Rayner has grown a variety of crops in Arizona and he can tell you they all love water, low or high-use plants. Rayner is one of our valley farmers to pioneer low-till methods of farming for cotton.

Even your swimming pool sitting out in your backyard in Arizona uses six feet of water a year because that’s how much evaporates off of a standing body of water. The same equivalency is found in a green field transpiring water out through its leaves in our state. So, no question, our crops use water.

In regards to efficient, let me simply say that over the years improved seed varieties and irrigation practices have increased yields of both these crops and dramatically reduced the typical amount of water that was originally required to grow cotton and alfalfa. You may have read my quote in regards to this point in the paper recently but I, of course did not get to tell the entire story (unlike Captain Kirk's "Final Frontier," time and space are not the limitless frontier of the media).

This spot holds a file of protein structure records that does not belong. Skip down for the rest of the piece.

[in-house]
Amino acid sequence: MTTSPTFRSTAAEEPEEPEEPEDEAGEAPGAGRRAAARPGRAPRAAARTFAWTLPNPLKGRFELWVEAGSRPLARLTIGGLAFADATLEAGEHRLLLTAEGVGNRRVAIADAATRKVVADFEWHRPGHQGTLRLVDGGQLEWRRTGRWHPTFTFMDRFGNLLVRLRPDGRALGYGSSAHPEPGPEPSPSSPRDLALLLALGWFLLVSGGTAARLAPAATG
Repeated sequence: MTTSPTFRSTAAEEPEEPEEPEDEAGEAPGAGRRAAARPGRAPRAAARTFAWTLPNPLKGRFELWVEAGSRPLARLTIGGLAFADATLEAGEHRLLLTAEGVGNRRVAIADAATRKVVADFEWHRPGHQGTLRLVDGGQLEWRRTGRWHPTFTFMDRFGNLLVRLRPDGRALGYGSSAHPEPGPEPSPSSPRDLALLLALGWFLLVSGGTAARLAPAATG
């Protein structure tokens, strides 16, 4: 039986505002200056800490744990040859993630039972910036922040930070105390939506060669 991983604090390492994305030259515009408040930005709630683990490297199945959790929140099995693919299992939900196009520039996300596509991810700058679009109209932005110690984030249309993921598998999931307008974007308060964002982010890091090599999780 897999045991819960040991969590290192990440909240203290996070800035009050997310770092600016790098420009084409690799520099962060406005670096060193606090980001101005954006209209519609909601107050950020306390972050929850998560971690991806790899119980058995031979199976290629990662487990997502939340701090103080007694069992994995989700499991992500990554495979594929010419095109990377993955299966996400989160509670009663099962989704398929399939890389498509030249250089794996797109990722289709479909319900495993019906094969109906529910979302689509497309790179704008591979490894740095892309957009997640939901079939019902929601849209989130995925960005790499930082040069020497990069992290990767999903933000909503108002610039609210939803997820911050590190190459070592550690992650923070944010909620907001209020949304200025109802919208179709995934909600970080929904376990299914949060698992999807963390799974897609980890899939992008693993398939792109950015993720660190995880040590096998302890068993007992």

And, you don’t have permission to tell me these are not food crops. They are too. One produces one of the healthiest food oils around that chefs love because of its high flash point: cottonseed oil. Our Arizona alfalfa is grown primarily for our livestock that we raise for meat and dairy products. As food crops, they may be one link down in the food supply chain but they are still highly critical for the food system in our country in order to grow some of the highest and tastiest quality beef.